Even the seemingly innocent practice in many nations of women taking men’s last name when they marry has its roots in a male-centric worldview that men by common consent are to be dominant in romantic, intimate and familial relationship. A woman’s identity comes through her father or her husband, and whole families and communities are defined by the sexual lives of men.

Many Western Christians including those “evangelized” by Western missionaries view this practice as normal and right. But, in fact, ancient Jewish tradition, into which Jesus was born, is matrilineal: A child’s “Jewish” status is determined by the mother’s lineage.

Our language about and names for God are even more rigorously, aggressively male. For many Christians, “Father God” is the one true God and creator of Jesus the Christ. “Mother God” is considered pagan, suspect and illegitimate. “Lord” in English and “Señor” in Spanish are male-centric forms of address for God because we are instructed from our first Sunday school class that God is male.

Depictions of God

Most Christians have been exposed to artist depictions of Jesus as a blond-haired, blue-eyed, light-skinned, European-looking man. Mary was the mother of Jesus, so we assume that God is male.

Many of us picture God as a withered, grandfatherly white man. As a teen, I imagined God looking a lot like my favorite TV dad Noah Beery Jr., who played James Garner’s father on the popular TV show “The Rockford Files.”

Paul Smith reminds us, though, that God sent Jesus to earth as a Jewish male so he could “represent the great high priest in Judaism” (Hebrew 2:17, 5:10). As the Lamb of God, Jesus had to be male, since “only an unblemished male lamb could be the sacrificial offerings in the Jewish sacrificial system” (Hebrew 9:10).

Jesus’ maleness also sent a powerful message to men, according to Smith. “[Jesus] modeled servanthood in a culture where only women served,” Smith points out (pp. 158-160). “What a revolutionary message to men!”

Smith explains that by coming to earth as a new kind of man, Jesus challenged the male-centric culture of his time. Jesus embodied the God who is tough and tender, loving and protective, spirit and incarnate in the flesh, male and female.

When we fail to consider and embrace the full nature of God, Smith says we deny the God in whose image all of us are created: We worship, present to the world and witness in the name of an incomplete God.

God the Father

“Perhaps one of the most profound changes in this journey comes when we abandon the old patriarchal divine images and come alive to God as Woman — mother, sister, grandmother, friend and lover,” Smith writes (p. 170). “Until we understand the feminine side of God we don’t know how to embrace the masculine side without getting entangled again in the old patriarchal images of divinity.”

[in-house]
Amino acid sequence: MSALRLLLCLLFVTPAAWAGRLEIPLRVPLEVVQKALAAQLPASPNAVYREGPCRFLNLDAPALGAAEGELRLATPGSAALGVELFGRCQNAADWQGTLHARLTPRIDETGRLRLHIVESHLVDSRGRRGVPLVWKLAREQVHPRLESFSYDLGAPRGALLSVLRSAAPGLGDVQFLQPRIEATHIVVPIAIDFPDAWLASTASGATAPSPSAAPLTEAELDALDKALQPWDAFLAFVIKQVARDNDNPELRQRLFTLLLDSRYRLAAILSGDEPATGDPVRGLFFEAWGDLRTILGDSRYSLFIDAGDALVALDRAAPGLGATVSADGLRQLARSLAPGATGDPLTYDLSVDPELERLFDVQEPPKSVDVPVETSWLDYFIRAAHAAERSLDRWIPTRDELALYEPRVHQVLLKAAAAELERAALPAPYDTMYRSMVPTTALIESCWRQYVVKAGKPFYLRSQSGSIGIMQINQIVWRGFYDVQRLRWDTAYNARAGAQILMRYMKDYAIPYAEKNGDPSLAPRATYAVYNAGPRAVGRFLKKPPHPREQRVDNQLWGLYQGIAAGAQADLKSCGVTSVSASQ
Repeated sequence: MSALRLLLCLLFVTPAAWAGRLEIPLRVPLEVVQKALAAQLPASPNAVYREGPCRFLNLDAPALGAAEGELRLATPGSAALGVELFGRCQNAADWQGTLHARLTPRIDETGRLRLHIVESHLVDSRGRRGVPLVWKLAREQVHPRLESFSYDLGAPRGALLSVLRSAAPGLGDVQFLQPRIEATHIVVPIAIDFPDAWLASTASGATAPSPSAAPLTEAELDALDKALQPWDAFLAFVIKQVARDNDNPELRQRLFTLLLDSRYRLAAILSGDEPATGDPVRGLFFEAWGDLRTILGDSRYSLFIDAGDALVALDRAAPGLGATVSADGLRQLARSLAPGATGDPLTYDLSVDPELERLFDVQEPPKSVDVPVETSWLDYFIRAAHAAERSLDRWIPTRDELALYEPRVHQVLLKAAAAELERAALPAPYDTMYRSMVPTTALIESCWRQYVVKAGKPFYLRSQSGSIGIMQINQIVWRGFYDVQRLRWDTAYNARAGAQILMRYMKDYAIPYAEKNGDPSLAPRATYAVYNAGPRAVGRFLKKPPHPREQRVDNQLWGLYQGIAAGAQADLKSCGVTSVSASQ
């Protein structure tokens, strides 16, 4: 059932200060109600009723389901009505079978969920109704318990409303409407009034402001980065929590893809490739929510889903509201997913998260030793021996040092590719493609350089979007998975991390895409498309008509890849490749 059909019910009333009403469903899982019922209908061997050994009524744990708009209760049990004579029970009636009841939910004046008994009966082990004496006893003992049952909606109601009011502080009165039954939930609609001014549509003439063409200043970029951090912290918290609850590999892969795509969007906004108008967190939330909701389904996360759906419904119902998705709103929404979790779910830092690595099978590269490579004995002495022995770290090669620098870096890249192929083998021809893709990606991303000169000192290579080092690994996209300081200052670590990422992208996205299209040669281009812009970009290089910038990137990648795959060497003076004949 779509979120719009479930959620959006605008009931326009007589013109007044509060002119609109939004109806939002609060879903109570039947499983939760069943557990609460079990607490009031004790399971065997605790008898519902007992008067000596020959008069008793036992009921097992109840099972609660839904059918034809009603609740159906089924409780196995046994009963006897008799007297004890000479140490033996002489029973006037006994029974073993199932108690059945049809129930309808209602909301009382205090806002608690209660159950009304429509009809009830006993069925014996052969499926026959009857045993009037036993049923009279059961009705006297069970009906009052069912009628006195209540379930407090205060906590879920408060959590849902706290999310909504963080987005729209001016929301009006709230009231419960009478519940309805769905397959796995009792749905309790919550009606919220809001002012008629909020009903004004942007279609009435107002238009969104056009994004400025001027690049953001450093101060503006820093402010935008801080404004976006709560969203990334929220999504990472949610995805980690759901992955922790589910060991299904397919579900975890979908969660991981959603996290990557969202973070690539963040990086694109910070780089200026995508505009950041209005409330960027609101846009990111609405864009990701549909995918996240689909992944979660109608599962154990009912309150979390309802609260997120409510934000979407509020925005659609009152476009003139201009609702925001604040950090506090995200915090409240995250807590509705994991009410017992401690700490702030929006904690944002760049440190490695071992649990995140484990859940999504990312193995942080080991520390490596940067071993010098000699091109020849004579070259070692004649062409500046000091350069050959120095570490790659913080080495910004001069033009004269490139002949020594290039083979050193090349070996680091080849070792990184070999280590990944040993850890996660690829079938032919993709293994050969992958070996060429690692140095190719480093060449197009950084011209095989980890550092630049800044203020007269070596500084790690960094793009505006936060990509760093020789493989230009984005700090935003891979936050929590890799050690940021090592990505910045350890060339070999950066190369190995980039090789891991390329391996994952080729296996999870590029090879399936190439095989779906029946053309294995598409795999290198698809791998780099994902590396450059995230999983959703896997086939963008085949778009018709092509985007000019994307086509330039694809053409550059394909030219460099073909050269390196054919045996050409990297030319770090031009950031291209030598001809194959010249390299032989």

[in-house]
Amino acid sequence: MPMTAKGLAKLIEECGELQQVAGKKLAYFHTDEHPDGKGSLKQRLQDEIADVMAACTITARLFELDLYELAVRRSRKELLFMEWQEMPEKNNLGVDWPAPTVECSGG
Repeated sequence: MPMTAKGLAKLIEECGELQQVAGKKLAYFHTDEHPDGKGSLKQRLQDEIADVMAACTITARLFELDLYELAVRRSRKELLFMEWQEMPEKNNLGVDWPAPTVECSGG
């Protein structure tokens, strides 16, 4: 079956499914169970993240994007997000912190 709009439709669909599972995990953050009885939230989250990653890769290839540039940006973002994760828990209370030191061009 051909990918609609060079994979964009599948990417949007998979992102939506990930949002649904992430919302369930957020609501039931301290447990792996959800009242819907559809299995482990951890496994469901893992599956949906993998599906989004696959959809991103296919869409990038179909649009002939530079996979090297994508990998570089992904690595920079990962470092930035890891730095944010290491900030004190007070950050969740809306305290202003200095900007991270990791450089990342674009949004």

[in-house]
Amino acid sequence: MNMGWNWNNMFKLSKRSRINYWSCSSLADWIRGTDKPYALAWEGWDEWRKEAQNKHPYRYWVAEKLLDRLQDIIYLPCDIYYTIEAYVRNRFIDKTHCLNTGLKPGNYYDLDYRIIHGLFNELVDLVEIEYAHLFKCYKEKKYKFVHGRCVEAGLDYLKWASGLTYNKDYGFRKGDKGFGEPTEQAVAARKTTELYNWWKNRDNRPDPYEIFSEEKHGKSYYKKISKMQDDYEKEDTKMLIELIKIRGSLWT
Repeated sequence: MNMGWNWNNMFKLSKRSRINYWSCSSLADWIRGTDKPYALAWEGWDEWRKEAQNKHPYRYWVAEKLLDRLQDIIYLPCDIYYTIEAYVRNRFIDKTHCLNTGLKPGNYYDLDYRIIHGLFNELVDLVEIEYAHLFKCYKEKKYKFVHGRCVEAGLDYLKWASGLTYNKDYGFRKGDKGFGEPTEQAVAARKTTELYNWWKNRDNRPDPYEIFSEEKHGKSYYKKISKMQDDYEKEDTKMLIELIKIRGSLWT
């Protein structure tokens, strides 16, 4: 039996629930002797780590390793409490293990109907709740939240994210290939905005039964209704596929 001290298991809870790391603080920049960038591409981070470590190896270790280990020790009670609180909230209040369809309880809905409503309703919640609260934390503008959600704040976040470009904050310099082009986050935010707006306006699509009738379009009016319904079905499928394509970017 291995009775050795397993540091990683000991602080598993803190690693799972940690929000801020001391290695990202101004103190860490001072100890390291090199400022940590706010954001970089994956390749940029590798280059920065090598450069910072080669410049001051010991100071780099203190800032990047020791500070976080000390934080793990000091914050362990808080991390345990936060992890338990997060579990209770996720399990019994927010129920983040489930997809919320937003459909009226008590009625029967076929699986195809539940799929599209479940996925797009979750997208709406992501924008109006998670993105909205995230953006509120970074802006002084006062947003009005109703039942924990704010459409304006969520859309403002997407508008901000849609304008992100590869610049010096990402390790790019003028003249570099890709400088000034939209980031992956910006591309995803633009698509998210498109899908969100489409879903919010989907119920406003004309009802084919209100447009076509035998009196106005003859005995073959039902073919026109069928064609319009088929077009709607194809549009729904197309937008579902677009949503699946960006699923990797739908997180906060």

This is not to say that the church should give up on God the Father. This is a powerful image, considered radical and transformative when Jesus uttered it. Before this time, God was distant, judgmental and strictly authoritarian in much of our biblical story. With the coming of Jesus, God becomes a loving parent, compassionate in the face of our human frailty, forgiving and guiding.

“Abba [father] is an important name for God precisely because it does not convey intimidating and fearful ideas of power and transcendence,” Smith asserts (p. 98), “but rather nearness and intimacy.”

What is less well-known among most Christians is that the God of scripture is a God addressed as and described by our biblical ancestors as being both male and female.

  • In Jeremiah 31 and Isaiah 46, God’s “womb” and “motherly compassion” are referenced.
  • God is called “El Shaddai” six times in Genesis, which some scholars assert comes from a word meaning “breast.”
  • Deuteronomy 32:18 (NIV) blends metaphors to describe the God who both fathers and gives birth.
  • Luke 13:34, God-in-Jesus desires to gather the children of Jerusalem “as a hen gathers her brood under her wings.”

It is our stubborn, unquestioned embrace of patriarchy and the long-standing impact of institutional sexism that block our consideration of and relationship with the whole God who created us and came to us in the form of Christ Jesus to redeem our world.

Perhaps, a fresh reading of Scripture in settings where exploration and inquiry are encouraged can open our eyes anew to the wonder and boundless nature of our God, who is Creator/Mother/Father and Redeemer/Savior/Expiation, and Holy Spirit/Comforter/Guardian/Guide.

Questions for consideration and discussion

  1. Recall an early time in your life when you became aware of God and God’s gender identity.
  2. Which biblical stories/verses have helped inform and shape your understanding of relationship with God? Who is God to you?
  3. What might be gained by a biblical understanding of God’s feminine nature? What “mothering” aspects of God can you name and affirm?
  4. Share names for God that describe God in your life; in the lives of people who are also created in God’s image, but whom you may not encounter regularly (i.e., the poor, victims/survivors of domestic and sexual violence, people who are homeless, people without adequate health-care, people of other races and cultures.)

Garlinda BurtonBurton

Editor’s note: M. Garlinda Burton is chief executive of the General Commission on the Status & Role of Women. She is communications chairperson, co-chairperson of children and youth ministries and a trustee at Hobson United Methodist Church in Nashville, Tenn.

This is the second in a series of three articles on sexism by Burton. The first, “Countering institutional sexism,” ran in the June 7 issue of Faith in Action.

Sex & the Church” is a series of articles that addresses critical aspects of human sexuality. The series began with “The Theology of Sexuality.”

Almost every day, sexuality is featured in the news in one way or another: HIV & AIDS; rising divorce rates brought on by marital infidelity; teen pregnancy; homosexuality and homophobia. It is important for the church to address this issue and its impact on all of us. This is the 24th article in the series. Sex and the church — Politics of language, gender | The General Board of Church and Society.